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The Untold Stories of Two Who Loved Franz Kafka

4/3/2003: (San Diego, CA.) Robert Klopstock and Dora Diamant have made a timely appearance with two new books that reveal undisclosed details about the literary giant Franz Kafka. Eighty years after Kafka’s death, and published within the same week, the life stories of the two people closest to Kafka at the end of his life--and about whom very little has been known until now--are told through their own personal papers, letters and documents.

The seven unpublished letters of Franz Kafka and Dora Diamant, part of the Robert Klopstock literary estate, will be on display for the first time at the New York Antiquarian Book Fair, April 10-13, 2003 at Park Avenue Armory. Coincidentally, the first biography of Dora Diamant, entitled Kafka's Last Love, published by Basic Books, will be released that same week. Also at the Inlibris booth will be 38 partly unpublished letters from Franz Kafka, with postscripts by Dora Diamant, the 26-year old woman with whom Kafka lived in the last year of his life. The catalog of the collection, Kafkas Letzte Freund (Kafkas Last Friend), is edited by Hugo Wetscherek and published by Inlibris in Vienna.

News of the Klopstock estate made headlines in newspapers throughout Europe the first week of March when the collection was offered for sale, priced 1.2 million Euros. Dora's postscripts to Kafka's letters in the collection were hailed in the Times Literary Supplement (Feb 28, 2003) as "extraordinarily evocative texts" that "are of considerable biographical importance" in completing the last chapter of Kafka's life. Bound together by their love for Kafka, Dora and Dr. Klopstock called themselves the "little family." In the words of Kafka's friend and first biographer Max Brod, "These two referred to themselves playfully as Franz's ‘little family’; it was an intimate living together in the face of death."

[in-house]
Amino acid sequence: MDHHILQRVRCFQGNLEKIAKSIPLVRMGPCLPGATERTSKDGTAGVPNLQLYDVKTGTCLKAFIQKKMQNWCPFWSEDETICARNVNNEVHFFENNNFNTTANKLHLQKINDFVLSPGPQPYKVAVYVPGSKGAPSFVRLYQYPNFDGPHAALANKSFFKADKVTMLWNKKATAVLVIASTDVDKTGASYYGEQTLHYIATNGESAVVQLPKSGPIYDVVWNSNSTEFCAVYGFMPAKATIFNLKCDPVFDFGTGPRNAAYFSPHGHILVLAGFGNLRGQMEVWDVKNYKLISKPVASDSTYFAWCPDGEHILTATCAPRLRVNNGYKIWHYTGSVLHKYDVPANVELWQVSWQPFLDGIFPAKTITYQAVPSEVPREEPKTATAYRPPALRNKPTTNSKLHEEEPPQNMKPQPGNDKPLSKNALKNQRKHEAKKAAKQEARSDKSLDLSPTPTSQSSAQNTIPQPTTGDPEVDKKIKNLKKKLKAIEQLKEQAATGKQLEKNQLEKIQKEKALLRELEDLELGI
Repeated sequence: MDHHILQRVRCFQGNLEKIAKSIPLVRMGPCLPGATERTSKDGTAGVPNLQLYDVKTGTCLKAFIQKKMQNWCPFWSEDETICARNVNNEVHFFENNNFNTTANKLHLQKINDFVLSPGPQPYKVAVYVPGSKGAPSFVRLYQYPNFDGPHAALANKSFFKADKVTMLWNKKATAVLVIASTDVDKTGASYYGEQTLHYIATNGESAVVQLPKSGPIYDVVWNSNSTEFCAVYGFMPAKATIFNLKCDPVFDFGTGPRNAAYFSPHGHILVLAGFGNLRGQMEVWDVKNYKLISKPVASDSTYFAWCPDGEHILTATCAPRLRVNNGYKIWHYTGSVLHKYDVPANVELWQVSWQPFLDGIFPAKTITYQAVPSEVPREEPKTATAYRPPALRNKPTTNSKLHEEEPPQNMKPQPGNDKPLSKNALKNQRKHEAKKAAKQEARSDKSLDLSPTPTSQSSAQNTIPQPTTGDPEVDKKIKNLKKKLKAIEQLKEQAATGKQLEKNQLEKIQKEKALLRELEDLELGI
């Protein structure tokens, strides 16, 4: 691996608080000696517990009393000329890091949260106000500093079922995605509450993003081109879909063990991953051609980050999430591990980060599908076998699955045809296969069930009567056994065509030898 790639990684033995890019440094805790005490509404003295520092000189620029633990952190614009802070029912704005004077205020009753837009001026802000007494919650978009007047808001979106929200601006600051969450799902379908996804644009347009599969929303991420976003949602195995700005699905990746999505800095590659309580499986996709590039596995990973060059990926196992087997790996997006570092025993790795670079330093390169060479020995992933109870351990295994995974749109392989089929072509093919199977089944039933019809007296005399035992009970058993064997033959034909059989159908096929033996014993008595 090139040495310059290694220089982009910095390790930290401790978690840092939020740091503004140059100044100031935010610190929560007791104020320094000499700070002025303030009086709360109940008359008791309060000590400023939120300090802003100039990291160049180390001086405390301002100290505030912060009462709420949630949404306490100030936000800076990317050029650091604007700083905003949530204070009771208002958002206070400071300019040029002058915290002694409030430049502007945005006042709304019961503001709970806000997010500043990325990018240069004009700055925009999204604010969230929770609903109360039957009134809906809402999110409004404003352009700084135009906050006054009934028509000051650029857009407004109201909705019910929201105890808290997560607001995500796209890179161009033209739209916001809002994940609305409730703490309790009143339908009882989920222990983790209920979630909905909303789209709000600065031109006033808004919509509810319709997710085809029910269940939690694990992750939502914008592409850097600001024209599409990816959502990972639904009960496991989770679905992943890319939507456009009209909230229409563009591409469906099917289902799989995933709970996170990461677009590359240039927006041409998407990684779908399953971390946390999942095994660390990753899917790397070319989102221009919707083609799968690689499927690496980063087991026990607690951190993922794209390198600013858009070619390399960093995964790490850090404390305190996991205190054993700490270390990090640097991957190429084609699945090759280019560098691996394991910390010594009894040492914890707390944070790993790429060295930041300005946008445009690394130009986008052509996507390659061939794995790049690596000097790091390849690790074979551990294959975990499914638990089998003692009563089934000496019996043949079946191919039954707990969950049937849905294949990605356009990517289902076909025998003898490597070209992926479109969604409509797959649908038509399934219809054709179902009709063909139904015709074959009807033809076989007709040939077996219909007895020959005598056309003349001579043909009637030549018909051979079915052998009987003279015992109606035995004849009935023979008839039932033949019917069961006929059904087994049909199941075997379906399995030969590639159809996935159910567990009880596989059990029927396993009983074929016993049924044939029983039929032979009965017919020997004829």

Kafka's Last Love: The Mystery Of Dora Diamant, by Kathi Diamant (Basic Books, April, 2003) tells for the first time the story of the amazing woman who captured Kafka's heart and kept his literary flame alive for decades. Based on original sources and interviews including never-before-seen material from the Comintern and Gestapo archives and Dora's newly discovered diaries and letters, Kafka's Last Love corrects the information written about her in every Kafka biography, and reveals for the first time in English the last moment of Kafka’s life and his death in Dora’s arms.

Author Kathi Diamant is the Director of the Kafka Project, the first official search for Kafka’s missing papers, stolen from Dora by the Gestapo in 1933. A former television broadcaster and freelance journalist, Diamant spent more than 15 years searching in lost and forgotten archives for clues to the fate of the woman who was accused of burning Kafka's last writings, and retracing Dora’s steps in Poland, Germany, Russia, England, the Isle of Man and Israel.

Kafka’s Last Love: The Mystery of Dora Diamant received positive reviews in Publishers Weekly (March 17, 2003) and Kirkus Reviews (Feb 15, 2003):

*"A welcome, well-written addition to Kafka studies, valuable in its portrayal of the writer as a human being, not a monument.” (Kirkus)

*"Franz Kafka's story is well known, Dora Diamant's is not. She was, as the title states, his "last love," and the author (no relation), director of the Kafka Project at San Diego State University, has assiduously tracked the traces of her subjects through personal recollections, private papers and newly opened archives in the former Soviet bloc." (PW)

*"The remarkable story continues in Moscow, London, San Francisco and Tel Aviv, the far-flung points of dispersal of a family caught in the maelstroms of fascism, communism and the Holocaust." (PW)

Note: Kathi Diamant, author of Kafka’s Last Love, and Hugo Wetscherek, editor of Kafka’s Letzte Freund, published by Inlibris, will be in New York for the Book Fair and available for interviews April 10-15. Kathi Diamant can be reached in San Diego at 619-528-1108, until April 8, or in New York through Betsy Lerner at The Gernert Company, (212) 838-6467, or Rachel Rokicki at Basic Books, (212) 340-8164.